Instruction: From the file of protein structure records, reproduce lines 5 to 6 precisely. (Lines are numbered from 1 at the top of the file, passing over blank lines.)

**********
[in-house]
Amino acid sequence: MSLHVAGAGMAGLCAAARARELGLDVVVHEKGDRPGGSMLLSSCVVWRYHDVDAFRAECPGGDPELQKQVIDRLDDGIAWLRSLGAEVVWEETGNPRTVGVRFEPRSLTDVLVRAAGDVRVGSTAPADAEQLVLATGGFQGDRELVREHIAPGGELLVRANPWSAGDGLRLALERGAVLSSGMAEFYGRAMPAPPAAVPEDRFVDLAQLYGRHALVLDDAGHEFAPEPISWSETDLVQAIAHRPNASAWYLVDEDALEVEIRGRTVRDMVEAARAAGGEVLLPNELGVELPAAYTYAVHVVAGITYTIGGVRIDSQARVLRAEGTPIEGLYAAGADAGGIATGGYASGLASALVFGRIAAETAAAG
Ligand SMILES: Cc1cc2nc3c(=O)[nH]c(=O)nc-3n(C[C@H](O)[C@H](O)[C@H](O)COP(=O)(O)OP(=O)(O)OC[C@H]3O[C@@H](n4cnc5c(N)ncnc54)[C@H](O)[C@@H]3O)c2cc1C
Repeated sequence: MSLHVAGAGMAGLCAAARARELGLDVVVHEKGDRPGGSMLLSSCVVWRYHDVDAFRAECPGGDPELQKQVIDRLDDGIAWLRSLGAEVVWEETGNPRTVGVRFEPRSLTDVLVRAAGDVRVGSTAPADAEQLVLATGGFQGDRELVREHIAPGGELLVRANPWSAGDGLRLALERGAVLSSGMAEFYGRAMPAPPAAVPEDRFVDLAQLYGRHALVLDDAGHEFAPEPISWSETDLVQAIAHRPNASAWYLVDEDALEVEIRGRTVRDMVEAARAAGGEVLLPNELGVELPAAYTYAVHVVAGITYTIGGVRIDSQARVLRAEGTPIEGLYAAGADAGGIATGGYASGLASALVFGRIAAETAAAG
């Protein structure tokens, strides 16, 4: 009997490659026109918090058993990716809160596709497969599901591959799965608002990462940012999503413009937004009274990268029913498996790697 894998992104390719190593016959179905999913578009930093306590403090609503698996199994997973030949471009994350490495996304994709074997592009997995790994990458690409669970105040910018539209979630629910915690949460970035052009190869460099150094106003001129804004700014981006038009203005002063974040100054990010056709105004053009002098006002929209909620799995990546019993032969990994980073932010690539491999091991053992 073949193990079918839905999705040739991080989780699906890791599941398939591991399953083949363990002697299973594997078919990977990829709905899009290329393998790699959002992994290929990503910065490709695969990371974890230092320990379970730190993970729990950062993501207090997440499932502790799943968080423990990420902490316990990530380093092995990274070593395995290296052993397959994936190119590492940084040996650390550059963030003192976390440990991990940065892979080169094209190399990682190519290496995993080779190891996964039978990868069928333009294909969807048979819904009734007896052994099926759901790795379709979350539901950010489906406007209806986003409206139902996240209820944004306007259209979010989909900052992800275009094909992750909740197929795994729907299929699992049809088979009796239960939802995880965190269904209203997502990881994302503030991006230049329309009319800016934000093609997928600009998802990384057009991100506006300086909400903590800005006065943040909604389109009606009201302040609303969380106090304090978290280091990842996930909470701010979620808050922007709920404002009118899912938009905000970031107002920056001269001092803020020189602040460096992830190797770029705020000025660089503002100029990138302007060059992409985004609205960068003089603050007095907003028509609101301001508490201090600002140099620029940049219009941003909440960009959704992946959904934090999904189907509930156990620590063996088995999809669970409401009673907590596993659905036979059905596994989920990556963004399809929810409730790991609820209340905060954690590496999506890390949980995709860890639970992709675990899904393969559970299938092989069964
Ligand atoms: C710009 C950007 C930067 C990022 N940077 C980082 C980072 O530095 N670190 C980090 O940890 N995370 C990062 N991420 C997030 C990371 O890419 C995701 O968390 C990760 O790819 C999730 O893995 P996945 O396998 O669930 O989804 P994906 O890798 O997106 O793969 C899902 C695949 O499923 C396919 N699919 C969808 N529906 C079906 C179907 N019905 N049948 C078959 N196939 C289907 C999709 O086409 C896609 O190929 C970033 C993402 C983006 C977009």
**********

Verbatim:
């Protein structure tokens, strides 16, 4: 009997490659026109918090058993990716809160596709497969599901591959799965608002990462940012999503413009937004009274990268029913498996790697 894998992104390719190593016959179905999913578009930093306590403090609503698996199994997973030949471009994350490495996304994709074997592009997995790994990458690409669970105040910018539209979630629910915690949460970035052009190869460099150094106003001129804004700014981006038009203005002063974040100054990010056709105004053009002098006002929209909620799995990546019993032969990994980073932010690539491999091991053992 073949193990079918839905999705040739991080989780699906890791599941398939591991399953083949363990002697299973594997078919990977990829709905899009290329393998790699959002992994290929990503910065490709695969990371974890230092320990379970730190993970729990950062993501207090997440499932502790799943968080423990990420902490316990990530380093092995990274070593395995290296052993397959994936190119590492940084040996650390550059963030003192976390440990991990940065892979080169094209190399990682190519290496995993080779190891996964039978990868069928333009294909969807048979819904009734007896052994099926759901790795379709979350539901950010489906406007209806986003409206139902996240209820944004306007259209979010989909900052992800275009094909992750909740197929795994729907299929699992049809088979009796239960939802995880965190269904209203997502990881994302503030991006230049329309009319800016934000093609997928600009998802990384057009991100506006300086909400903590800005006065943040909604389109009606009201302040609303969380106090304090978290280091990842996930909470701010979620808050922007709920404002009118899912938009905000970031107002920056001269001092803020020189602040460096992830190797770029705020000025660089503002100029990138302007060059992409985004609205960068003089603050007095907003028509609101301001508490201090600002140099620029940049219009941003909440960009959704992946959904934090999904189907509930156990620590063996088995999809669970409401009673907590596993659905036979059905596994989920990556963004399809929810409730790991609820209340905060954690590496999506890390949980995709860890639970992709675990899904393969559970299938092989069964
Ligand atoms: C710009 C950007 C930067 C990022 N940077 C980082 C980072 O530095 N670190 C980090 O940890 N995370 C990062 N991420 C997030 C990371 O890419 C995701 O968390 C990760 O790819 C999730 O893995 P996945 O396998 O669930 O989804 P994906 O890798 O997106 O793969 C899902 C695949 O499923 C396919 N699919 C969808 N529906 C079906 C179907 N019905 N049948 C078959 N196939 C289907 C999709 O086409 C896609 O190929 C970033 C993402 C983006 C977009």